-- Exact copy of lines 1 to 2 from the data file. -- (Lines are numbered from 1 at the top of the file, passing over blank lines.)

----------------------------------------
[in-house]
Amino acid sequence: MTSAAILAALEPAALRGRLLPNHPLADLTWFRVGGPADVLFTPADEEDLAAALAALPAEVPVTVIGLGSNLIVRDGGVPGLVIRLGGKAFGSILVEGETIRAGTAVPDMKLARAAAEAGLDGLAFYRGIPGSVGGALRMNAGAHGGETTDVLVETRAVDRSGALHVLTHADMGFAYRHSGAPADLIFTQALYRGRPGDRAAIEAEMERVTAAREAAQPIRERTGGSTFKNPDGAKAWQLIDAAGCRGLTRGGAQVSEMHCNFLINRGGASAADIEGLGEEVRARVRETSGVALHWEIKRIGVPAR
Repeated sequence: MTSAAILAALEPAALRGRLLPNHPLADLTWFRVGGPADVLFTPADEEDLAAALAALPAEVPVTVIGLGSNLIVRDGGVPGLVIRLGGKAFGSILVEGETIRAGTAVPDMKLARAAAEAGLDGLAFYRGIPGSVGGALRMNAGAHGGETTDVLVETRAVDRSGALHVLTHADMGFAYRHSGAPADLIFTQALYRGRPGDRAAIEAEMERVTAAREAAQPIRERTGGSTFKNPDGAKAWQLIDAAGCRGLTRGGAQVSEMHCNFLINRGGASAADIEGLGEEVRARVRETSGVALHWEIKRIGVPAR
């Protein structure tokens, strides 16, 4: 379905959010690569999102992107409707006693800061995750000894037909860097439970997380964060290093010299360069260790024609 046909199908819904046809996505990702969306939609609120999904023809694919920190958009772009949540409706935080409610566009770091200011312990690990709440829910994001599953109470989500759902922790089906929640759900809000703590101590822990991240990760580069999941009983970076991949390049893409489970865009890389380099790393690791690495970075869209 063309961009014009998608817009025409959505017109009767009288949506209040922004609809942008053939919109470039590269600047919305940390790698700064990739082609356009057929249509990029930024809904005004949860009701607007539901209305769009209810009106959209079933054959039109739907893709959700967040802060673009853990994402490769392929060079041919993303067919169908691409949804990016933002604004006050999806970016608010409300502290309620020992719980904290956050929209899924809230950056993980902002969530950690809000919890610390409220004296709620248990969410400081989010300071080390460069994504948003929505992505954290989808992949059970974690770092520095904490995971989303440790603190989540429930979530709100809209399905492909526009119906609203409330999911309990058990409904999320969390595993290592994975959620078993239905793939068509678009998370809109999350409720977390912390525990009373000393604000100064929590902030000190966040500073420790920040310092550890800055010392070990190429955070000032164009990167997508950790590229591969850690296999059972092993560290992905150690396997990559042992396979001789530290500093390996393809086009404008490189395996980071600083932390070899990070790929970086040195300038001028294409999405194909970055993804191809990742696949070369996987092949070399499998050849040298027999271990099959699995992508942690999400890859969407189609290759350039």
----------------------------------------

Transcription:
[in-house]
Amino acid sequence: MTSAAILAALEPAALRGRLLPNHPLADLTWFRVGGPADVLFTPADEEDLAAALAALPAEVPVTVIGLGSNLIVRDGGVPGLVIRLGGKAFGSILVEGETIRAGTAVPDMKLARAAAEAGLDGLAFYRGIPGSVGGALRMNAGAHGGETTDVLVETRAVDRSGALHVLTHADMGFAYRHSGAPADLIFTQALYRGRPGDRAAIEAEMERVTAAREAAQPIRERTGGSTFKNPDGAKAWQLIDAAGCRGLTRGGAQVSEMHCNFLINRGGASAADIEGLGEEVRARVRETSGVALHWEIKRIGVPAR